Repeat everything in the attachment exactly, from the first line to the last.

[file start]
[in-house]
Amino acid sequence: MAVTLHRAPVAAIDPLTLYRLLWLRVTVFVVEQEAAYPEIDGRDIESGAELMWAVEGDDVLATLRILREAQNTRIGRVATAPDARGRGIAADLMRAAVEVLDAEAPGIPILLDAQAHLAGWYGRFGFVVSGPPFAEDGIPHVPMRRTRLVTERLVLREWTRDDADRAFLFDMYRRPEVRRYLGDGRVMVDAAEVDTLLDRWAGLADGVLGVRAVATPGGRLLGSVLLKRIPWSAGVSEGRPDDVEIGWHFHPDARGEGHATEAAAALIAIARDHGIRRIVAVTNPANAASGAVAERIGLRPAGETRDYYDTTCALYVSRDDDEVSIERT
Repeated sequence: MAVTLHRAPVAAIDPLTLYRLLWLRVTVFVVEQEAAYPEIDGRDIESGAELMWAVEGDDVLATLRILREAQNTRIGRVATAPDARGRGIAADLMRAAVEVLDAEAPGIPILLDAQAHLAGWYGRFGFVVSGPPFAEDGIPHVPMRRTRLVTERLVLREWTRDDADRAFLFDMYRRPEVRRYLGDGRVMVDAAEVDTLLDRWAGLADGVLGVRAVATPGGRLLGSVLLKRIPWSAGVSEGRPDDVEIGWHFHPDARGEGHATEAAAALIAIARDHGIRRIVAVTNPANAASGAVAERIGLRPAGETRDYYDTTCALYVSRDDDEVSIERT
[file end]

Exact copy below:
[in-house]
Amino acid sequence: MAVTLHRAPVAAIDPLTLYRLLWLRVTVFVVEQEAAYPEIDGRDIESGAELMWAVEGDDVLATLRILREAQNTRIGRVATAPDARGRGIAADLMRAAVEVLDAEAPGIPILLDAQAHLAGWYGRFGFVVSGPPFAEDGIPHVPMRRTRLVTERLVLREWTRDDADRAFLFDMYRRPEVRRYLGDGRVMVDAAEVDTLLDRWAGLADGVLGVRAVATPGGRLLGSVLLKRIPWSAGVSEGRPDDVEIGWHFHPDARGEGHATEAAAALIAIARDHGIRRIVAVTNPANAASGAVAERIGLRPAGETRDYYDTTCALYVSRDDDEVSIERT
Repeated sequence: MAVTLHRAPVAAIDPLTLYRLLWLRVTVFVVEQEAAYPEIDGRDIESGAELMWAVEGDDVLATLRILREAQNTRIGRVATAPDARGRGIAADLMRAAVEVLDAEAPGIPILLDAQAHLAGWYGRFGFVVSGPPFAEDGIPHVPMRRTRLVTERLVLREWTRDDADRAFLFDMYRRPEVRRYLGDGRVMVDAAEVDTLLDRWAGLADGVLGVRAVATPGGRLLGSVLLKRIPWSAGVSEGRPDDVEIGWHFHPDARGEGHATEAAAALIAIARDHGIRRIVAVTNPANAASGAVAERIGLRPAGETRDYYDTTCALYVSRDDDEVSIERT